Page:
Context A region-based palliative care intervention (Outreach Palliative Care Trial of Integrated Regional Model Study) increased home death, access to specialist palliative care, quality of care, and quality of death and dying. Objectives The objective of this study was to examine changes in palliative care outcomes in different care settings (hospitals, palliative care units, and home) and obtain insights into how to improve region-level palliative care. Methods The intervention program was implemented from April 2008 to March 2011. Two bereavement surveys were conducted before and after intervention involving 4228 family caregivers of deceased cancer patients. Family-perceived quality of care (range 1–6), quality of death and dying (1–7), pain relief (1–7), and caregiver burden (1–7) were measured. Results Response rates were 69% (preintervention) and 66% (postintervention), respectively. Family-perceived quality of care (adjusted mean 4.89, 95% CI 4.54–5.23) and quality of death and dying (4.96, 4.72–5.20) at home were the highest and sustained throughout the study. Palliative care units were at the intermediate level between home and hospitals. In hospitals, both quality of care and quality of death and dying were low at baseline but significantly improved after intervention (quality of care: 4.24, 4.13–4.34 to 4.43, 4.31–4.54, P = 0.002; quality of death and dying: 4.22, 4.09–4.36 to 4.36, 4.22–4.50, P = 0.012). Caregiver burden did not significantly increase after intervention, regardless of place of death. Conclusions The dual strategies of transition of place of death to home and improving quality of care in hospitals should be recognized as important targets for improving region-level palliative care.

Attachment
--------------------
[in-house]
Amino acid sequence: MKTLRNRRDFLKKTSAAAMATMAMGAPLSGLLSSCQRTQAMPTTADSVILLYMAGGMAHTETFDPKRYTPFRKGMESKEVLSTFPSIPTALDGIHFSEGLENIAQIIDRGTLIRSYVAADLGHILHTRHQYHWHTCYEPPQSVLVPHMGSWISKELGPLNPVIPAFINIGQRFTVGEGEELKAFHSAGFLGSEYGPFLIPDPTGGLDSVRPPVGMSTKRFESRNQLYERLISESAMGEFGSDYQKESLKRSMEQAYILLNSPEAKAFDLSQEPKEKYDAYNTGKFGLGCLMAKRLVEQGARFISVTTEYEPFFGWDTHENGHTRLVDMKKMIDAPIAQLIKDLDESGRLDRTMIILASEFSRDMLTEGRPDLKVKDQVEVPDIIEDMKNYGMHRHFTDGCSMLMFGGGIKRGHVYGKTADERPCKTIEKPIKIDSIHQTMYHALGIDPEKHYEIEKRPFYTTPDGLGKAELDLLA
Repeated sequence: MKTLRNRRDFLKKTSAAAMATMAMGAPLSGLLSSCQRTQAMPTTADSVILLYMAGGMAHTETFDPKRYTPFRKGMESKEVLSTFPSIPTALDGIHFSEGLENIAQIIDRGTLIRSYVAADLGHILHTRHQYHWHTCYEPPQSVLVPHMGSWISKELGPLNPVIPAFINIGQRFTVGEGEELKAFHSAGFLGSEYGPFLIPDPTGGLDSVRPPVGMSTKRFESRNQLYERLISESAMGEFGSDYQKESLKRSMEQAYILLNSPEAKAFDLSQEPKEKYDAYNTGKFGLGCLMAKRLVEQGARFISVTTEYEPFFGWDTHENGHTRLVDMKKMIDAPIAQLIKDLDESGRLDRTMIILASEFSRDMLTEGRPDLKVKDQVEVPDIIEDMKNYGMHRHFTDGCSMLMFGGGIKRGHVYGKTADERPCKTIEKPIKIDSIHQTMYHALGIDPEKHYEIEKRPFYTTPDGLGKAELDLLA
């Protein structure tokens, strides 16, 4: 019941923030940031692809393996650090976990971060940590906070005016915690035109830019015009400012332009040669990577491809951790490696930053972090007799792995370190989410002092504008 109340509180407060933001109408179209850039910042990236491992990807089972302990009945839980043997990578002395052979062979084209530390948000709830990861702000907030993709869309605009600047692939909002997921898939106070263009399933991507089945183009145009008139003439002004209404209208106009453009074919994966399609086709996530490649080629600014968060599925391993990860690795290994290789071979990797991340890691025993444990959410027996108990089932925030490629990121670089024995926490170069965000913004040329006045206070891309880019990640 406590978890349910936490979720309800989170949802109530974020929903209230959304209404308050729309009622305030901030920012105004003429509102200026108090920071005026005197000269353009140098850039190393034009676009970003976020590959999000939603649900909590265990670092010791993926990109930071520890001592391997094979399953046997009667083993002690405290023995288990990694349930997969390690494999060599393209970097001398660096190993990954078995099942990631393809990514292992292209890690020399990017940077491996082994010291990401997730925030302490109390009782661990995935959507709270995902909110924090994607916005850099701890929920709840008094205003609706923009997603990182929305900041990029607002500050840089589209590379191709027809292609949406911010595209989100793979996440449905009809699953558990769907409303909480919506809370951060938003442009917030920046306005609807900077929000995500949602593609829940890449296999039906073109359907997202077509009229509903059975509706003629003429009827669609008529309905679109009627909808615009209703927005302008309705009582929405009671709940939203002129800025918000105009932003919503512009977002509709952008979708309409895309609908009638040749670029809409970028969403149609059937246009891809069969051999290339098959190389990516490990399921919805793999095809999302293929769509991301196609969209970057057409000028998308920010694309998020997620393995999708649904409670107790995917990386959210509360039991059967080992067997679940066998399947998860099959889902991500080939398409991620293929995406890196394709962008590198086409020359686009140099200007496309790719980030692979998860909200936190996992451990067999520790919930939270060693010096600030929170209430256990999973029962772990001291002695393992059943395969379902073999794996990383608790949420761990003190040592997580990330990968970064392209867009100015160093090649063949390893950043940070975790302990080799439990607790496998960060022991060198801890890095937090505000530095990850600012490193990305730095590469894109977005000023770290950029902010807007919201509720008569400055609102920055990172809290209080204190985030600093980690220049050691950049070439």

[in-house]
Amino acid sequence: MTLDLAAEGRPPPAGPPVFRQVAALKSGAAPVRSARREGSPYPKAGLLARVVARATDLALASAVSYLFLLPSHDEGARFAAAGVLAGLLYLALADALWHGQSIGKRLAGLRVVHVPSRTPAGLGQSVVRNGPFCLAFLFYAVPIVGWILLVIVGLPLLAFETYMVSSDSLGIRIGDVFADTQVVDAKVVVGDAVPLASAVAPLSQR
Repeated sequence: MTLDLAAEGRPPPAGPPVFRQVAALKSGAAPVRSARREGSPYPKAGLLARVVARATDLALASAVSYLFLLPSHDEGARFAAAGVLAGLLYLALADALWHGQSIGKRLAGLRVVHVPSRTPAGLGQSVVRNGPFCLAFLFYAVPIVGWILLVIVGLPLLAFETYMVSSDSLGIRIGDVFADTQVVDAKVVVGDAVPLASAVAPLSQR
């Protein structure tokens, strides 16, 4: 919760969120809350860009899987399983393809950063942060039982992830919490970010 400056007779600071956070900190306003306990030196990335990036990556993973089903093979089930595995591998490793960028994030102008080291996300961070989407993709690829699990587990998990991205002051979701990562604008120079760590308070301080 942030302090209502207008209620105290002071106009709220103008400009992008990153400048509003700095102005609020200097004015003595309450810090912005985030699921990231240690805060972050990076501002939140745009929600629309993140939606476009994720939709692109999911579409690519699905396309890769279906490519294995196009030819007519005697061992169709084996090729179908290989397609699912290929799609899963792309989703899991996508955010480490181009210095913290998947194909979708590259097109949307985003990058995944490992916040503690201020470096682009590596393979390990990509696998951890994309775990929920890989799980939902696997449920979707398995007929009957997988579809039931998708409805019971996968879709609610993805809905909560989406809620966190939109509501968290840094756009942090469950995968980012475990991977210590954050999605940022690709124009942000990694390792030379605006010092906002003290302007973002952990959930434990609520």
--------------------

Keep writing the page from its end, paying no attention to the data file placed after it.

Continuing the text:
ASJC Scopus subject areas